We can search all day long. Wicca was founded in 1950’s. Pegan is the only religion dated way before christ or jesus

    • Gypsy Reign

      Actually wicca was brought in the 1950’s.
      Paganism does not have a founder. Wicca does. The founder of Wicca is Gerald Gardner. There are many Sabbats and Esbats that are celebrated in Wicca. Most people believe that these holidays are only celebrated in Wicca. This is inaccurate. These holidays, Sabbats, and Esbats are Pagan holidays. The Christians stole these holidays from the Pagans, in order to convert Pagans to Christianity.

      Pegan is the only religion dated way before God or jesus. You can search all day long and you will find out that pegan was the first religion. And Christians took the pegan beliefs and added subtracted and made their own from the pegan religion. Wicca came along in the 1950’s. And neither religion includes witch craft it’s if u want to add it to your religion. Witchcraft is a practice not religion. But I believe all religions should have the right just as much as Christians do.

    • JanderVK

      Dear Lynn, before acting as a representative of the Pagan community, please educate yourself about the history of European polytheism and the cultures that practiced them first. The “Dark Ages” (an antiquated term, but beside the point), was an early period during the Middle Ages, a period of Europe that was by then well Christianized in most areas. Polytheism all but completely eradicated from common society by the time of the Baltic Crusades (from south to north, from the Roman Empire on). A developed Polytheistic (Pagan) Europe thrived however much earlier during antiquity (Bronze & Iron Age), until the Roman Empire was Christianized and the religion spread throughout the Empire until the fall of Rome, and continued to spread in to the Medieval period. Wicca on the other hand, is a much more recent practice that developed in the late 19th century & given a name in the early 20th. It being a neo-pagan religion with an eclectic hodge podge pan-cultural theology mixed with 19th century occultism. So please, before you educate more people on what paganism & Wicca is, learn the history behind those who practiced polytheistic religions first.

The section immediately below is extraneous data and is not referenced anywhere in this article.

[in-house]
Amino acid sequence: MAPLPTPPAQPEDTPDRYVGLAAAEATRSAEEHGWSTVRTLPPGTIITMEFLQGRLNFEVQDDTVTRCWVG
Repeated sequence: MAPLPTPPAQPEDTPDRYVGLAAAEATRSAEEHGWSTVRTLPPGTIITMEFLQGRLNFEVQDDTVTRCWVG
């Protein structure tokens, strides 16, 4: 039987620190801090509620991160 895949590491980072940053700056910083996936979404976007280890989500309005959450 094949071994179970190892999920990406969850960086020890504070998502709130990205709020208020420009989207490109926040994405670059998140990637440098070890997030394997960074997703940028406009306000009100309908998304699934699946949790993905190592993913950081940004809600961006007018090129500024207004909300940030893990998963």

• Nuclear Mike

      (to repeat)…Simply, put…there is no place for the “hocus pocus” of witchcraft magic in our Society… the “Harry Porter effect” has been taken too seriously by our youth as being a possible reality, it is not. The balance of nature is called conservation not wicche.

      • Pharaohsketches

        Mike, you sound quite ignorant referencing Harry Potter when people are talking about the Wiccan religion. Hey look Im you; These grown men like Mike are delusional there is no place for this Left Behind gobbledegook lifestyle.

  • kenny

    Voted no because allowing every single faith time is not very logical. No religion should be used in a government setting. Besides think about the uproar people will have when Satanists want to be included.

  • Brainst0rms

    I think All is a good answer. That includes Wiccans and other Pagan groups, as well as the atheists, etc. why not wish good for the government boards/councils? They can use all tithe help they can get.

  • Ward Welty

    Why should a government entity like the city council want to open its meetings with a prayer, any prayer? The government must remain neutral in religious matters. I say, open the meeting with a statement, “This meeting is now open for business,” and get on with the business at hand. If you want to pray, go to church. Government should stay out of the prayer business.